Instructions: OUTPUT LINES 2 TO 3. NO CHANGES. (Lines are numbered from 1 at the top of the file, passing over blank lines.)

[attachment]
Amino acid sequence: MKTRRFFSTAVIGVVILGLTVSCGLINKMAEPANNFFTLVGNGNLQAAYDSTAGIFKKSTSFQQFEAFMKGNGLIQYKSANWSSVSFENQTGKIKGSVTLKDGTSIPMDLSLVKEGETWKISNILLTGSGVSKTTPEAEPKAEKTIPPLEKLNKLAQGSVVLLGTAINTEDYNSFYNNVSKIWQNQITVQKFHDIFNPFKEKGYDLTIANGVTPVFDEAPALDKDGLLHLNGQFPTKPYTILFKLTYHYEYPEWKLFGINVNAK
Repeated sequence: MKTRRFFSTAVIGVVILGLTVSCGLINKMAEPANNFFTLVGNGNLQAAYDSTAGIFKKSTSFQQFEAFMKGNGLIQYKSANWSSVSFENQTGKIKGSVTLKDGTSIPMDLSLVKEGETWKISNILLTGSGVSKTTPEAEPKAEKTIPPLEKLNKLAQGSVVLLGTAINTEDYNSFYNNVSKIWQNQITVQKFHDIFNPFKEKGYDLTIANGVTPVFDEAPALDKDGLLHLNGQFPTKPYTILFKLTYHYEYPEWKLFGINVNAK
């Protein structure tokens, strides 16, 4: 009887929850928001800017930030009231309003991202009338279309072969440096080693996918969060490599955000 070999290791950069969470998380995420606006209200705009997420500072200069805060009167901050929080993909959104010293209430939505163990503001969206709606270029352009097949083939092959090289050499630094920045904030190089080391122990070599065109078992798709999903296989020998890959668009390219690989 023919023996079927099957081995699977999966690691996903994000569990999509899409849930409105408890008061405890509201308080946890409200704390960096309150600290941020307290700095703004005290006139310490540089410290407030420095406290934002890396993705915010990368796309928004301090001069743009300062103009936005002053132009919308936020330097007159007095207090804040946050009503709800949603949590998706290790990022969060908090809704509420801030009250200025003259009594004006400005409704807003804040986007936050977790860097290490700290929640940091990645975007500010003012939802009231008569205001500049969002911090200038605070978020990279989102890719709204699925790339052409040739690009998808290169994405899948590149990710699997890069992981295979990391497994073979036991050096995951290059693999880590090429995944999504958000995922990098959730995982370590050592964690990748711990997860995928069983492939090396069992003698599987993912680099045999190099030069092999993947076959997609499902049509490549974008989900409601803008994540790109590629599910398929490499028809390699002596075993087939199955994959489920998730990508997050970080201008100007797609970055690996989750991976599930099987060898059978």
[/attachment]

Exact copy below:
Repeated sequence: MKTRRFFSTAVIGVVILGLTVSCGLINKMAEPANNFFTLVGNGNLQAAYDSTAGIFKKSTSFQQFEAFMKGNGLIQYKSANWSSVSFENQTGKIKGSVTLKDGTSIPMDLSLVKEGETWKISNILLTGSGVSKTTPEAEPKAEKTIPPLEKLNKLAQGSVVLLGTAINTEDYNSFYNNVSKIWQNQITVQKFHDIFNPFKEKGYDLTIANGVTPVFDEAPALDKDGLLHLNGQFPTKPYTILFKLTYHYEYPEWKLFGINVNAK
């Protein structure tokens, strides 16, 4: 009887929850928001800017930030009231309003991202009338279309072969440096080693996918969060490599955000 070999290791950069969470998380995420606006209200705009997420500072200069805060009167901050929080993909959104010293209430939505163990503001969206709606270029352009097949083939092959090289050499630094920045904030190089080391122990070599065109078992798709999903296989020998890959668009390219690989 023919023996079927099957081995699977999966690691996903994000569990999509899409849930409105408890008061405890509201308080946890409200704390960096309150600290941020307290700095703004005290006139310490540089410290407030420095406290934002890396993705915010990368796309928004301090001069743009300062103009936005002053132009919308936020330097007159007095207090804040946050009503709800949603949590998706290790990022969060908090809704509420801030009250200025003259009594004006400005409704807003804040986007936050977790860097290490700290929640940091990645975007500010003012939802009231008569205001500049969002911090200038605070978020990279989102890719709204699925790339052409040739690009998808290169994405899948590149990710699997890069992981295979990391497994073979036991050096995951290059693999880590090429995944999504958000995922990098959730995982370590050592964690990748711990997860995928069983492939090396069992003698599987993912680099045999190099030069092999993947076959997609499902049509490549974008989900409601803008994540790109590629599910398929490499028809390699002596075993087939199955994959489920998730990508997050970080201008100007797609970055690996989750991976599930099987060898059978």